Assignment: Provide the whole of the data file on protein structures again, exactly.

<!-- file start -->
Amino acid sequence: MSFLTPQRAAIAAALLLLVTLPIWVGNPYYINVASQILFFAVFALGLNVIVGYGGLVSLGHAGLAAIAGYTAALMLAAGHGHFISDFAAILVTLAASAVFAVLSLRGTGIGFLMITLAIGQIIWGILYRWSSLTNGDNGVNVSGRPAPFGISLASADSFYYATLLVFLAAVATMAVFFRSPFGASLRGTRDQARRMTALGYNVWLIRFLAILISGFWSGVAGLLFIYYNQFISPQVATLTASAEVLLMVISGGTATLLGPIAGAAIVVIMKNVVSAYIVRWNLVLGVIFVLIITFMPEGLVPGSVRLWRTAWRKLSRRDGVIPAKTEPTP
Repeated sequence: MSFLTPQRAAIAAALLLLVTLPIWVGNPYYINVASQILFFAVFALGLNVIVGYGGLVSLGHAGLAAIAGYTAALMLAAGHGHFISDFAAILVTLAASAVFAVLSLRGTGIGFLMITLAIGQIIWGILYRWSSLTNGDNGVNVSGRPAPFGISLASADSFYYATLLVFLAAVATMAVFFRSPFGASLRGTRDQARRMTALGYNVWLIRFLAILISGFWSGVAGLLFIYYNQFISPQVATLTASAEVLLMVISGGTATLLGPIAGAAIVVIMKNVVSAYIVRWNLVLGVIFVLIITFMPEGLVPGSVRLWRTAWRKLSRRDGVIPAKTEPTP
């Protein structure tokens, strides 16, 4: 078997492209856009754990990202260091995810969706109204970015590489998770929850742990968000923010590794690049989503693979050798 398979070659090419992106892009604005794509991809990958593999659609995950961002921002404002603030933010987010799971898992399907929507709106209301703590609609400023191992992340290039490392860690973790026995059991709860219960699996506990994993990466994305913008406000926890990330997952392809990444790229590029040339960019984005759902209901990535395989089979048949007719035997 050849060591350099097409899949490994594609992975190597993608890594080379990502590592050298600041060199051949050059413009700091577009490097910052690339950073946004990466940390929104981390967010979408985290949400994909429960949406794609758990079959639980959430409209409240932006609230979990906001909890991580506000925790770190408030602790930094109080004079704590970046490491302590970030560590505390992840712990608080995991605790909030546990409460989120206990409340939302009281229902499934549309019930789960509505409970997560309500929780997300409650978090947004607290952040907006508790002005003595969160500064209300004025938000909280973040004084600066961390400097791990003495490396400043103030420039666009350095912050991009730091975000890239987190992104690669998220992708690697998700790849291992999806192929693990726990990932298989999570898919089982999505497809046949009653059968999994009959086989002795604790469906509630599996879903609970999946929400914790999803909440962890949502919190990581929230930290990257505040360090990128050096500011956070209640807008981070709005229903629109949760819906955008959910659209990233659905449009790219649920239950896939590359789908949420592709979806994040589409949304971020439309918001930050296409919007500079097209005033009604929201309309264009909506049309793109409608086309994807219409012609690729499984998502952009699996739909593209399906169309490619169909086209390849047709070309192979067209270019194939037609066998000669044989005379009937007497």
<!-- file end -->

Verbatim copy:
Amino acid sequence: MSFLTPQRAAIAAALLLLVTLPIWVGNPYYINVASQILFFAVFALGLNVIVGYGGLVSLGHAGLAAIAGYTAALMLAAGHGHFISDFAAILVTLAASAVFAVLSLRGTGIGFLMITLAIGQIIWGILYRWSSLTNGDNGVNVSGRPAPFGISLASADSFYYATLLVFLAAVATMAVFFRSPFGASLRGTRDQARRMTALGYNVWLIRFLAILISGFWSGVAGLLFIYYNQFISPQVATLTASAEVLLMVISGGTATLLGPIAGAAIVVIMKNVVSAYIVRWNLVLGVIFVLIITFMPEGLVPGSVRLWRTAWRKLSRRDGVIPAKTEPTP
Repeated sequence: MSFLTPQRAAIAAALLLLVTLPIWVGNPYYINVASQILFFAVFALGLNVIVGYGGLVSLGHAGLAAIAGYTAALMLAAGHGHFISDFAAILVTLAASAVFAVLSLRGTGIGFLMITLAIGQIIWGILYRWSSLTNGDNGVNVSGRPAPFGISLASADSFYYATLLVFLAAVATMAVFFRSPFGASLRGTRDQARRMTALGYNVWLIRFLAILISGFWSGVAGLLFIYYNQFISPQVATLTASAEVLLMVISGGTATLLGPIAGAAIVVIMKNVVSAYIVRWNLVLGVIFVLIITFMPEGLVPGSVRLWRTAWRKLSRRDGVIPAKTEPTP
């Protein structure tokens, strides 16, 4: 078997492209856009754990990202260091995810969706109204970015590489998770929850742990968000923010590794690049989503693979050798 398979070659090419992106892009604005794509991809990958593999659609995950961002921002404002603030933010987010799971898992399907929507709106209301703590609609400023191992992340290039490392860690973790026995059991709860219960699996506990994993990466994305913008406000926890990330997952392809990444790229590029040339960019984005759902209901990535395989089979048949007719035997 050849060591350099097409899949490994594609992975190597993608890594080379990502590592050298600041060199051949050059413009700091577009490097910052690339950073946004990466940390929104981390967010979408985290949400994909429960949406794609758990079959639980959430409209409240932006609230979990906001909890991580506000925790770190408030602790930094109080004079704590970046490491302590970030560590505390992840712990608080995991605790909030546990409460989120206990409340939302009281229902499934549309019930789960509505409970997560309500929780997300409650978090947004607290952040907006508790002005003595969160500064209300004025938000909280973040004084600066961390400097791990003495490396400043103030420039666009350095912050991009730091975000890239987190992104690669998220992708690697998700790849291992999806192929693990726990990932298989999570898919089982999505497809046949009653059968999994009959086989002795604790469906509630599996879903609970999946929400914790999803909440962890949502919190990581929230930290990257505040360090990128050096500011956070209640807008981070709005229903629109949760819906955008959910659209990233659905449009790219649920239950896939590359789908949420592709979806994040589409949304971020439309918001930050296409919007500079097209005033009604929201309309264009909506049309793109409608086309994807219409012609690729499984998502952009699996739909593209399906169309490619169909086209390849047709070309192979067209270019194939037609066998000669044989005379009937007497």